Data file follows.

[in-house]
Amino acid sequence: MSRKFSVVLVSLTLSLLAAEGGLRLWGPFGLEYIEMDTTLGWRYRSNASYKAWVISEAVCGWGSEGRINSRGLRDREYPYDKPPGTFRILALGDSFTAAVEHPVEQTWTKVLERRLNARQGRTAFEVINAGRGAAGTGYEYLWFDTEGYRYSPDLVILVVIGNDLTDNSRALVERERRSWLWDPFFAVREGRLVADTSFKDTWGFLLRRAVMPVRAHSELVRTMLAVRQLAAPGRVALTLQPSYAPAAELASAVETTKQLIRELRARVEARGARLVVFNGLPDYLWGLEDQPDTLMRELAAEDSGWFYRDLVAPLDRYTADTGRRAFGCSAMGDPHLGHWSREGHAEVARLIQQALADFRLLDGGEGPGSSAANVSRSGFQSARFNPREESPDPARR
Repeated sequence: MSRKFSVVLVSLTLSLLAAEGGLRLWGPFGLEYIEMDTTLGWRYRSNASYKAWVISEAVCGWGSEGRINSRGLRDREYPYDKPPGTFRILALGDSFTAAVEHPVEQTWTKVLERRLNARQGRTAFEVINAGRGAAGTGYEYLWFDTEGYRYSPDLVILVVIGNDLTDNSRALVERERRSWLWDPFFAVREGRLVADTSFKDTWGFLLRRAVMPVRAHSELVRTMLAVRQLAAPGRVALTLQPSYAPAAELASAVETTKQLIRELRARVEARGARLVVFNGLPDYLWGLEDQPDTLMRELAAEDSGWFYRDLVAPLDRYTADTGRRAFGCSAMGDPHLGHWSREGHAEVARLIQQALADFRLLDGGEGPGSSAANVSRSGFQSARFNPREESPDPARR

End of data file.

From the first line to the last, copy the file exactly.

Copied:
[in-house]
Amino acid sequence: MSRKFSVVLVSLTLSLLAAEGGLRLWGPFGLEYIEMDTTLGWRYRSNASYKAWVISEAVCGWGSEGRINSRGLRDREYPYDKPPGTFRILALGDSFTAAVEHPVEQTWTKVLERRLNARQGRTAFEVINAGRGAAGTGYEYLWFDTEGYRYSPDLVILVVIGNDLTDNSRALVERERRSWLWDPFFAVREGRLVADTSFKDTWGFLLRRAVMPVRAHSELVRTMLAVRQLAAPGRVALTLQPSYAPAAELASAVETTKQLIRELRARVEARGARLVVFNGLPDYLWGLEDQPDTLMRELAAEDSGWFYRDLVAPLDRYTADTGRRAFGCSAMGDPHLGHWSREGHAEVARLIQQALADFRLLDGGEGPGSSAANVSRSGFQSARFNPREESPDPARR
Repeated sequence: MSRKFSVVLVSLTLSLLAAEGGLRLWGPFGLEYIEMDTTLGWRYRSNASYKAWVISEAVCGWGSEGRINSRGLRDREYPYDKPPGTFRILALGDSFTAAVEHPVEQTWTKVLERRLNARQGRTAFEVINAGRGAAGTGYEYLWFDTEGYRYSPDLVILVVIGNDLTDNSRALVERERRSWLWDPFFAVREGRLVADTSFKDTWGFLLRRAVMPVRAHSELVRTMLAVRQLAAPGRVALTLQPSYAPAAELASAVETTKQLIRELRARVEARGARLVVFNGLPDYLWGLEDQPDTLMRELAAEDSGWFYRDLVAPLDRYTADTGRRAFGCSAMGDPHLGHWSREGHAEVARLIQQALADFRLLDGGEGPGSSAANVSRSGFQSARFNPREESPDPARR